The water is already boiling. I often cite a study from 2016 that found that when people know they’re under surveillance, they behave differently. The headline says “mass surveillance breeds meekness, fear, and self-censorship.” Another study found that Facebook is capable of manipulating elections if they wanted to. According to a government watchdog agency, Facebook and Amazon were among the top twenty biggest spenders on government lobbying in 2020, with Google and several other privacy-invasive companies like AT&T (who was among the first to agree to the NSA’s PRISM program) and Comcast being present on that list in recent years. That means that surveillance is already shaping our government and laws. The US doesn’t have any kind of national data protection regulations. The much-lauded California Consumer Protection Act (CCPA) was written explicitly to exempt government agencies. Many of the other state laws that are popping up are vague in addressing government restrictions – if any exist at all – and only some of them even offer consumers any independent recourse (like the ability to sue the company directly without involving the government). It’s shaping our culture, with popular memes like “The FBI man in my phone watching me do stuff” and targeted advertising. We make light of these things because we feel powerless. We don’t know what to do. Amazon spends more before lunch bribing the government to ignore worker’s rights than I’ve made pre-tax in my entire life. How can we possible compete against that? How can we protect our freedom against those so determined to take it away from us and control us; telling us what to buy, even what to think?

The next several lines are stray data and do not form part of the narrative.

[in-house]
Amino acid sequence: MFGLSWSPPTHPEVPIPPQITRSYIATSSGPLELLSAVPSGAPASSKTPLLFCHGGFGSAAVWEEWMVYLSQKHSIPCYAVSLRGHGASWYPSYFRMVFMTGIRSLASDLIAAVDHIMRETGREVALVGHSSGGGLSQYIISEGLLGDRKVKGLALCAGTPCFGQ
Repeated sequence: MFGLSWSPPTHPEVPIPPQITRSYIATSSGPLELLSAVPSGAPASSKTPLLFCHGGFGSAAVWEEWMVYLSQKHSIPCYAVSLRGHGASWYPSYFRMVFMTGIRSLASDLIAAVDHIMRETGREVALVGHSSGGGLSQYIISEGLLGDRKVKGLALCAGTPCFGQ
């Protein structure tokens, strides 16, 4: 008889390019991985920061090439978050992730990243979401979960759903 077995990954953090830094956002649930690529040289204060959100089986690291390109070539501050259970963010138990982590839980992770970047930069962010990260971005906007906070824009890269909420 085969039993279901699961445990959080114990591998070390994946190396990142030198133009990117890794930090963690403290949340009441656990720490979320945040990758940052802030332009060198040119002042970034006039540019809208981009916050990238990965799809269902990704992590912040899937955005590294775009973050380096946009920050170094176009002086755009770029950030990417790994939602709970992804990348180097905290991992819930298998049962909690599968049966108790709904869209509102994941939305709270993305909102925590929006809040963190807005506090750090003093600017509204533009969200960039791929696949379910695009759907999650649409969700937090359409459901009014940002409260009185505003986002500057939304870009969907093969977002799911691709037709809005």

Privacy. This is why privacy means so much to me, personally. There are a thousand responses to the ever-infuriating “nothing to hide” argument. What will convince a person varies, as people are different. They have different values and different concerns. Me personally? I place a heavy emphasis on individual freedom. You should be free to be whoever you want to be and believe whatever you want to believe (so long as it’s not hurting anyone), whether I agree with you or not, and privacy is how we ensure that freedom. Protecting our data means protecting our freedom: freedom to choose what to buy, freedom to choose what to think and what to believe, what ideas to engage with, what brands to support, what political ideas to endorse, what to research and what to learn, rather than to have all of this fed to you buy a machine who only wants to sell more ad space. This is because our data is practically us. When you learn enough about a person, you basically know them. So privacy, to me, is freedom. And much like America, there is room to improve. There is room for more freedom. But privacy is how I protect the freedom I have.